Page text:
Turkey’s current account deficit is expected to rise to $32 billion or 4.0 per cent of GDP this year, more than the 2.5 per cent previously forecast, Goldman Sachs said, citing rising commodity prices due to the war in Ukraine and Ankara’s reluctance to raise rates.
The trade balance – chronically negative in import-reliant Turkey – will get some relief from foreigners, including Russians buying real estate, the Wall Street bank said.
But “these inflows will fall short of financing the growing current account deficit, and both (official foreign currency) reserves and the Turkish Lira will come under pressure,” it said.
High commodity prices would make “the adjustment of Turkey’s current account more difficult rather than easier,” it added.
“We now forecast the Turkish current account deficit at 4.0 per cent (previously 2.5 per cent) of GDP in 2022,” and it could be more “should the authorities once again resist a slowdown in domestic demand and push for growth,” Goldman said.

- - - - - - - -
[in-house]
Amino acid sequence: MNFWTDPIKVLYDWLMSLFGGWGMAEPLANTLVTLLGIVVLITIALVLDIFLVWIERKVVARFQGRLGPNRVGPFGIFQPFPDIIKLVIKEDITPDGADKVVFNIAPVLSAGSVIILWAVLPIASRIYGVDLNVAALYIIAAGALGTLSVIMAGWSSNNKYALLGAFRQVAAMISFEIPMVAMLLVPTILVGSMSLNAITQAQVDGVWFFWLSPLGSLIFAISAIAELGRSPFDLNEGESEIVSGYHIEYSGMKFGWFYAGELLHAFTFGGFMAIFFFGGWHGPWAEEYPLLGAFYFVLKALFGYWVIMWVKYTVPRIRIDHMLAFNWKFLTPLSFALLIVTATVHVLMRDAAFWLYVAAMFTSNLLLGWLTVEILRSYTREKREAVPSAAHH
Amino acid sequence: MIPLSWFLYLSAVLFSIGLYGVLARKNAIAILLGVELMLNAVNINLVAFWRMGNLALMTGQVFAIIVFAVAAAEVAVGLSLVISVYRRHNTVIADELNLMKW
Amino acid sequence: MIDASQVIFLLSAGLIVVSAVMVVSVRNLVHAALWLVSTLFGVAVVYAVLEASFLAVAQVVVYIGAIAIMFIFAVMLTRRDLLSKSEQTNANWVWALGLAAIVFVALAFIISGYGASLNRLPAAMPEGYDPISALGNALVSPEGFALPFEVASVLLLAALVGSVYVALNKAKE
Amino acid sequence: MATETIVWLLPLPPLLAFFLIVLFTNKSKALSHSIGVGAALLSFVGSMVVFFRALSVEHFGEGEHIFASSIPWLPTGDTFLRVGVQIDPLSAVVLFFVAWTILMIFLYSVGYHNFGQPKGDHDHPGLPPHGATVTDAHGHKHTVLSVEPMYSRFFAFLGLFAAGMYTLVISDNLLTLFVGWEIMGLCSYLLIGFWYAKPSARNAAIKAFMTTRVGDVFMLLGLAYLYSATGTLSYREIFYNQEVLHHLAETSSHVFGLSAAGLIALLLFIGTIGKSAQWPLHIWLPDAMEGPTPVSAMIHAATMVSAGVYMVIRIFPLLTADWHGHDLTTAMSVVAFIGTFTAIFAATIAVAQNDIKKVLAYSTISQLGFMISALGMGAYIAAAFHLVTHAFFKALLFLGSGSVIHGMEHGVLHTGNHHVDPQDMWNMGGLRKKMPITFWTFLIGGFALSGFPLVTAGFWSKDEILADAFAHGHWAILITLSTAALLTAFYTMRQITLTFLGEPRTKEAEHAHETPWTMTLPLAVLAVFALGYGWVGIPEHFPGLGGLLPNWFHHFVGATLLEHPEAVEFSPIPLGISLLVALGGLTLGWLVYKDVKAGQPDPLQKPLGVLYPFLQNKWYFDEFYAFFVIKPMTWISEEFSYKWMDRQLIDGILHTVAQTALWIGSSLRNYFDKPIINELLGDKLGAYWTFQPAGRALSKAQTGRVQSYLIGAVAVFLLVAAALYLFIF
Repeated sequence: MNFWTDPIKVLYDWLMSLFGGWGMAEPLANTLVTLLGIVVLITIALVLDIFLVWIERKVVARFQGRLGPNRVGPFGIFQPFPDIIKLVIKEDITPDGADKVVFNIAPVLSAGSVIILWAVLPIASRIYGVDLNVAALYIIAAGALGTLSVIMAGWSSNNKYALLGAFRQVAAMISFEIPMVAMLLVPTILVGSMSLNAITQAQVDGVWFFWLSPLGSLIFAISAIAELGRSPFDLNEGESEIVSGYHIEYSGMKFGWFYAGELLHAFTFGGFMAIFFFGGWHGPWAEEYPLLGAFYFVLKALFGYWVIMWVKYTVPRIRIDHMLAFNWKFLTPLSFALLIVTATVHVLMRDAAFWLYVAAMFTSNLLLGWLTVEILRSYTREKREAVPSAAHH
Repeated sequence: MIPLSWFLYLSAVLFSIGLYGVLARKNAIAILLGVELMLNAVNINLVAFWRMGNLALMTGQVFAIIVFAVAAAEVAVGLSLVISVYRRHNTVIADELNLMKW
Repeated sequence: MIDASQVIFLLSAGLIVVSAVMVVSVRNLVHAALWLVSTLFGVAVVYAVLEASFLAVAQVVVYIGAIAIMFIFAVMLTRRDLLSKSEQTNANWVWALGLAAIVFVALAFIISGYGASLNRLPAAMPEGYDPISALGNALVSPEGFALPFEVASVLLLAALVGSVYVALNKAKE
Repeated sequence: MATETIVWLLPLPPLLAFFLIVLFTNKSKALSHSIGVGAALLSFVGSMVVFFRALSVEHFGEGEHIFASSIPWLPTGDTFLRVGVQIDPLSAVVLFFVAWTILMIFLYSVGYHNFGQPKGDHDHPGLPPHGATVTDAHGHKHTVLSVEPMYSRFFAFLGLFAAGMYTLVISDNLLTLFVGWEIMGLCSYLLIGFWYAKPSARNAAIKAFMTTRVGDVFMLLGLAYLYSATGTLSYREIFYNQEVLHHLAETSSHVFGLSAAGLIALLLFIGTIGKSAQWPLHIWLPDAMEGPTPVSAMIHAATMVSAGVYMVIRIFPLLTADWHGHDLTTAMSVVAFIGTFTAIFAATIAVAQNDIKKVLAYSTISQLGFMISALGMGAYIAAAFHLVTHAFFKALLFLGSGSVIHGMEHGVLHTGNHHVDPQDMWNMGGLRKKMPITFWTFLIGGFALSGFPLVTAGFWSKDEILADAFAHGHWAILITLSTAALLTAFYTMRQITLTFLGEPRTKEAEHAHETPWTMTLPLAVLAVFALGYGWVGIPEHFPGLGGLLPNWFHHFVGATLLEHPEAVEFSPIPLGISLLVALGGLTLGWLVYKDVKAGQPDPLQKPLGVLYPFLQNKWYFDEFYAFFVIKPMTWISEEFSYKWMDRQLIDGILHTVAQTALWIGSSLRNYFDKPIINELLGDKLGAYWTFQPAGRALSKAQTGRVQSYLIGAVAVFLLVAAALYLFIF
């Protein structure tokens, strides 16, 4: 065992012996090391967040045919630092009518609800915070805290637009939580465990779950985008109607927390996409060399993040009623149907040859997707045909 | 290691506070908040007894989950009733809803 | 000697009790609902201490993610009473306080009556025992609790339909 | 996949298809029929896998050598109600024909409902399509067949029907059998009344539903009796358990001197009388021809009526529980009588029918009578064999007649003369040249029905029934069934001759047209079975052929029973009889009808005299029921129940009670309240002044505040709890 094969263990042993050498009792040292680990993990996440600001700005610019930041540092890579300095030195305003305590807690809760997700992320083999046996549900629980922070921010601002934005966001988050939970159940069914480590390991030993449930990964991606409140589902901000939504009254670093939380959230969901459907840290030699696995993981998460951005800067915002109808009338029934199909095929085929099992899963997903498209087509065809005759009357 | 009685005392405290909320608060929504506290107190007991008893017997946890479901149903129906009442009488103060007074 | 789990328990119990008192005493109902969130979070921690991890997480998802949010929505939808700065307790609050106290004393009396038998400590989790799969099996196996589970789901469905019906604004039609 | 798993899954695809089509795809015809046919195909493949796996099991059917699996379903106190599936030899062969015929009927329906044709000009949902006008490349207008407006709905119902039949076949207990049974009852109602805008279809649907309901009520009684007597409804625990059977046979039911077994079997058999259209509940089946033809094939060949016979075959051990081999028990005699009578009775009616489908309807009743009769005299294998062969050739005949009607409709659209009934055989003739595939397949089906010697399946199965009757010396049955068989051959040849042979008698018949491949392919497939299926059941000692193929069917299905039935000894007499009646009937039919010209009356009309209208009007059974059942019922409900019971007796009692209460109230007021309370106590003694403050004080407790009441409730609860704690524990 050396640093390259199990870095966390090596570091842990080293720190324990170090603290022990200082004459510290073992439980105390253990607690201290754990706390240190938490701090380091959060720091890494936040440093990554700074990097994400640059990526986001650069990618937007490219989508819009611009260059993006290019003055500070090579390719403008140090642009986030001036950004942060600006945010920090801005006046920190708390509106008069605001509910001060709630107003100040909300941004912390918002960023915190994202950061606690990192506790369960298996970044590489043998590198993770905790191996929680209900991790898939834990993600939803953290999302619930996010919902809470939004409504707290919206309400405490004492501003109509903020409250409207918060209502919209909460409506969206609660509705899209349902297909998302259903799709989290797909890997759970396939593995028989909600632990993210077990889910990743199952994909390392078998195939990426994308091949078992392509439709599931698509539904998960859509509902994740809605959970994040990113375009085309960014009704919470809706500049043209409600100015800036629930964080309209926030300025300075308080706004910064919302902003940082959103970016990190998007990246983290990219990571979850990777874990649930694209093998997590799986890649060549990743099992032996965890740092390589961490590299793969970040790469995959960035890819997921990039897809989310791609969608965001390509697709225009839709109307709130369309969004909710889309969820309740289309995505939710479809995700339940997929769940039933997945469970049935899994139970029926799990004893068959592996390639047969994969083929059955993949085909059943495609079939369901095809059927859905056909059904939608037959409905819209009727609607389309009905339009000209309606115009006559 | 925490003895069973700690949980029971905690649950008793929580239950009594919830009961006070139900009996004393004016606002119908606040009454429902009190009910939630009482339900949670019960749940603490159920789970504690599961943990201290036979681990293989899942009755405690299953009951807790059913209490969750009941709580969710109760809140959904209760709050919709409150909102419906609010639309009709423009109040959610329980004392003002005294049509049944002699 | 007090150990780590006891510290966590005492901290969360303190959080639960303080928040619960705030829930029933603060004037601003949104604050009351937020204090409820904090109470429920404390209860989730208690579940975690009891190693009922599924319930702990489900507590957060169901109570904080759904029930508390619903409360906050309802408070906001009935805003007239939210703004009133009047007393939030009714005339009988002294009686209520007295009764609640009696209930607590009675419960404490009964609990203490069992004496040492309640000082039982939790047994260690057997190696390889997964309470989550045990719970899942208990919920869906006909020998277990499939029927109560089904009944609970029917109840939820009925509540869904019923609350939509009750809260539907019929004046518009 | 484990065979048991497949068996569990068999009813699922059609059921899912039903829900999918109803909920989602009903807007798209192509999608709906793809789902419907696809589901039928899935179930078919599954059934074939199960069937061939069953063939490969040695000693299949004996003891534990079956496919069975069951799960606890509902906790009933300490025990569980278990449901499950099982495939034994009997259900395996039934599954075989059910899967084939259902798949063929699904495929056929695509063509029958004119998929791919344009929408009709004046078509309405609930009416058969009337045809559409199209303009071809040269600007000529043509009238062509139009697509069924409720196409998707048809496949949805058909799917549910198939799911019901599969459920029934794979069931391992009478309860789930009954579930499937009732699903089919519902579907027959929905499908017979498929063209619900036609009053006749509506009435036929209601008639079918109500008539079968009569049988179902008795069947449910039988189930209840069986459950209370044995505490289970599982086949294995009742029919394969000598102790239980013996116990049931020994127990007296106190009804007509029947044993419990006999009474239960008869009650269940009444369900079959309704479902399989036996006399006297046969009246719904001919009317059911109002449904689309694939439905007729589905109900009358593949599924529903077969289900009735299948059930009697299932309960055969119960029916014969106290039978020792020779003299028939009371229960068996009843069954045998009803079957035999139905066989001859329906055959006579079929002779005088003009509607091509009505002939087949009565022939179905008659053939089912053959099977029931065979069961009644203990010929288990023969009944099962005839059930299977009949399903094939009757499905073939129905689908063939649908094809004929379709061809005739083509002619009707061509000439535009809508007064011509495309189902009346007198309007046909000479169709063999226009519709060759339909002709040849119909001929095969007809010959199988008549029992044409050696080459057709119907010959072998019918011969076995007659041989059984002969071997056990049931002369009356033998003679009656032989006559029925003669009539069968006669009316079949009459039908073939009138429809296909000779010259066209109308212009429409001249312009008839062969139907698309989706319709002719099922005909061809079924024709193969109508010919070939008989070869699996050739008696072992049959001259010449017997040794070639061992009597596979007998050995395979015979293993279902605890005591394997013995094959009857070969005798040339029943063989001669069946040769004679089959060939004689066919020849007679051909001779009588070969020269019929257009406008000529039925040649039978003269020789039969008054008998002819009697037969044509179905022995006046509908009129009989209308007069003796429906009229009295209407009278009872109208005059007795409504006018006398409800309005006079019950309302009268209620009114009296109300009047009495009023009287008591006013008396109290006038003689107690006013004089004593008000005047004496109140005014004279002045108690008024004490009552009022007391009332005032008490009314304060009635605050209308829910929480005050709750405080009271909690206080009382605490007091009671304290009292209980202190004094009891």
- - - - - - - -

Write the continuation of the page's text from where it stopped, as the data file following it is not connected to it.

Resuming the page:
Turkey imports virtually all its oil and gas needs and has seen costs soar as Russia’s invasion of Ukraine prompted sanctions that sent commodity prices soaring. It also relies heavily on Russia and Ukraine for grain imports.
That has jeopardised the unorthodox economic programme adopted by President Tayyip Erdogan that is based on low interest rates, higher production and exports to achieve a current account surplus.
Erdogan said this week it would be ambitious to expect a serious rise in tourism this year, in a nod to the impact of the war.
The central bank’s rate cuts to 14 per cent have left real rates deeply negative given that inflation has soared to 54 per cent. Inflation is expected to hover above 60 per cent for much of the year.
“At this point, we do not expect them to hike the official policy rate,” Goldman said. But the bank “will eventually need to respond, and will possibly do so through new instruments, macroprudential measures, tightening through other channels or other heterodox measures.”